For two years, the cryptocurrency world has been waiting to see how the Internal Revenue Service (IRS) would implement the Infrastructure Investment and Jobs Act. Put simply, this law established new reporting requirements that risked setting a de facto ban on cryptocurrency mining and exposing millions of Americans to new felony crimes. The good news is that the IRS’s nearly 300-page proposal is not quite as bad as it could have been under the law. However, that is far from saying it is good policy.
As citizens, companies, and consultants finish crafting their comment letters ahead of the October 30 response deadline, it’s important to take a step back and recognize why businesses should not be required to report customers to the government by default.
Recalling back to 2021, the Infrastructure Investment and Jobs Act was about building roads, bridges, and the like — it was not about cryptocurrency or financial reporting. It wasn’t until funding was desperately needed to offset spending that members of Congress slipped in two provisions to increase financial surveillance over cryptocurrency users. Their argument was that increasing surveillance would increase tax revenue, effectively accusing cryptocurrency users of tax evasion.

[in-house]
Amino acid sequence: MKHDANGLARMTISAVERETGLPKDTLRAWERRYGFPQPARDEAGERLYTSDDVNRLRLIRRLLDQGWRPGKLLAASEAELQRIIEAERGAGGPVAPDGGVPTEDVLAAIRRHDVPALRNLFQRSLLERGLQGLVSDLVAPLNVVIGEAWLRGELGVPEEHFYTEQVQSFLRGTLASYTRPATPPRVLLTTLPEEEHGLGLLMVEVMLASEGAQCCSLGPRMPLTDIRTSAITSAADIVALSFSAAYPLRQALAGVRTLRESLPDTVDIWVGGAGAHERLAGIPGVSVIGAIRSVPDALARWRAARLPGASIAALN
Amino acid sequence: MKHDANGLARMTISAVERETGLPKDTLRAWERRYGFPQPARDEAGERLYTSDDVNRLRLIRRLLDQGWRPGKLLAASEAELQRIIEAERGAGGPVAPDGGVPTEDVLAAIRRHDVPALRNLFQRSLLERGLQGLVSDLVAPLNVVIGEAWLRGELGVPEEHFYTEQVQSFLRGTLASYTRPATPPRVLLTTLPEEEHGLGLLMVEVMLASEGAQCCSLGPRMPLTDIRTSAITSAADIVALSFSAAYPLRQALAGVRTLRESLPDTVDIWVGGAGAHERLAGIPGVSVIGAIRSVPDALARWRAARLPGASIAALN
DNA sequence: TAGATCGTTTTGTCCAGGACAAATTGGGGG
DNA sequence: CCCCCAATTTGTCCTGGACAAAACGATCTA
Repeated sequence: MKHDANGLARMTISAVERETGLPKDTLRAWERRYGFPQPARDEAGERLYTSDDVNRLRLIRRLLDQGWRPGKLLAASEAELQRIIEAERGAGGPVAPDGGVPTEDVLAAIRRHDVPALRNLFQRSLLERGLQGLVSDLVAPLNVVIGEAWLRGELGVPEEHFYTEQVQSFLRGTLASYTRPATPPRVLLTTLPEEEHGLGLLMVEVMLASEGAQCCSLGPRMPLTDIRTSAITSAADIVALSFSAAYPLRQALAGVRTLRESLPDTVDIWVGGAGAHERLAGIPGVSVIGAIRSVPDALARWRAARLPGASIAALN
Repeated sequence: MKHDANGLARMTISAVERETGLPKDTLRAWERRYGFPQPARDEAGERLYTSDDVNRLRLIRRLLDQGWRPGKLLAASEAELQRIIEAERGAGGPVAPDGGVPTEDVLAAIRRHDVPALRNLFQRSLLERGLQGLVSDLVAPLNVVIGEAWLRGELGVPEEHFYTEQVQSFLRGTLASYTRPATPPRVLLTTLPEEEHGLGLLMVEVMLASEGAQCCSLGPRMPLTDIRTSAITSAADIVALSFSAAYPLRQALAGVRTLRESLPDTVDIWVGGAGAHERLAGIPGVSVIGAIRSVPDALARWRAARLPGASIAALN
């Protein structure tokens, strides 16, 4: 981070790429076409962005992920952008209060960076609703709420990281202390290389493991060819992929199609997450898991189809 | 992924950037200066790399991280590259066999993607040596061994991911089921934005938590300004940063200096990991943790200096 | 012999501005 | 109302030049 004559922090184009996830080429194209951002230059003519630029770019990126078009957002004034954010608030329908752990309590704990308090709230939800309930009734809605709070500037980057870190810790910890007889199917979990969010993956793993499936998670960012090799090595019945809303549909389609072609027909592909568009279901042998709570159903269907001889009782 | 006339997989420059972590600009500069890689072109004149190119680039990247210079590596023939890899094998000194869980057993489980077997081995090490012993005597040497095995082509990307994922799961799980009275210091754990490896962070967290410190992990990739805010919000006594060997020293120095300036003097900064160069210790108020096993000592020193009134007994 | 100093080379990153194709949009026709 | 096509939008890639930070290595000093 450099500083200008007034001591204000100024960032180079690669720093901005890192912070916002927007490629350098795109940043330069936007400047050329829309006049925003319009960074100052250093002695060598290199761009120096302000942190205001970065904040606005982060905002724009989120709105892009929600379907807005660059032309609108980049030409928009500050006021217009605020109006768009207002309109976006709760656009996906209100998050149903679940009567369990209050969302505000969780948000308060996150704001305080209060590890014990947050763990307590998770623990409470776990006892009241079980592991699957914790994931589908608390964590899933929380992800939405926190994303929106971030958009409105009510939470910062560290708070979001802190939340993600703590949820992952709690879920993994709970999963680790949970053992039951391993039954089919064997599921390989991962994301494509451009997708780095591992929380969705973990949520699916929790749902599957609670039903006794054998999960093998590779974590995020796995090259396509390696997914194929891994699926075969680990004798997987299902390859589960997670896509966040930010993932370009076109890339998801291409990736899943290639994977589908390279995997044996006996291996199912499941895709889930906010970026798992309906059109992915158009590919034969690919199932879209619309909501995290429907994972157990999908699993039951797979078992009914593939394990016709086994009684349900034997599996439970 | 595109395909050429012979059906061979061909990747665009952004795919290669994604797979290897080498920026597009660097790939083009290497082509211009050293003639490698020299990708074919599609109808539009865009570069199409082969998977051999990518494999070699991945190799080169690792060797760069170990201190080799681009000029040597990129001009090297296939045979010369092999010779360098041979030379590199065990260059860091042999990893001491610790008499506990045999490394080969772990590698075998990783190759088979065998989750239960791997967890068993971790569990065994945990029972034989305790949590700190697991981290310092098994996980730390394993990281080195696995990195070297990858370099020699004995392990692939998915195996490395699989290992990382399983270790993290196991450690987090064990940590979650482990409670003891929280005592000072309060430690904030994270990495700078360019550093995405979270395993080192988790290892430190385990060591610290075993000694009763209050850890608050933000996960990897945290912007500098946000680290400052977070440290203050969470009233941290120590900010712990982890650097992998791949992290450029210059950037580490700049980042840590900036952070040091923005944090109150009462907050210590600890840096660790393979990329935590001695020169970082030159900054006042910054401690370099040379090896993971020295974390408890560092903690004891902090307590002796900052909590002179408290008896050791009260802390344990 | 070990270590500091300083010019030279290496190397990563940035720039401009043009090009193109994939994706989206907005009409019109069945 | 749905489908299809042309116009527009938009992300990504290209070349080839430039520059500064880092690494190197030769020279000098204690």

At the time, the Joint Committee on Taxation estimated that the provisions would yield around $28 billion in tax revenue over 1 years. Without a way to replace the funding, attempts to remove the controversial reporting requirements were ultimately rejected.
The $28 billion figure was questionable at the time. And less than a year later, the Biden administration released its budget, which contained a vastly different estimate. In contrast to the $28 billion estimated by the Joint Committee on Taxation, the Biden administration estimated that only $2 billion would be received over the next 10 years. And now, even that number might be an overestimation as Treasury officials acknowledged that the estimates were based on a very different market.
With cost-offsetting out the window, what is left appears to be little more than another brick in the wall of U.S. financial surveillance.
The IRS’s proposal, again, doesn’t seem as bad as it could have been since the proposal does exclude miners and some software…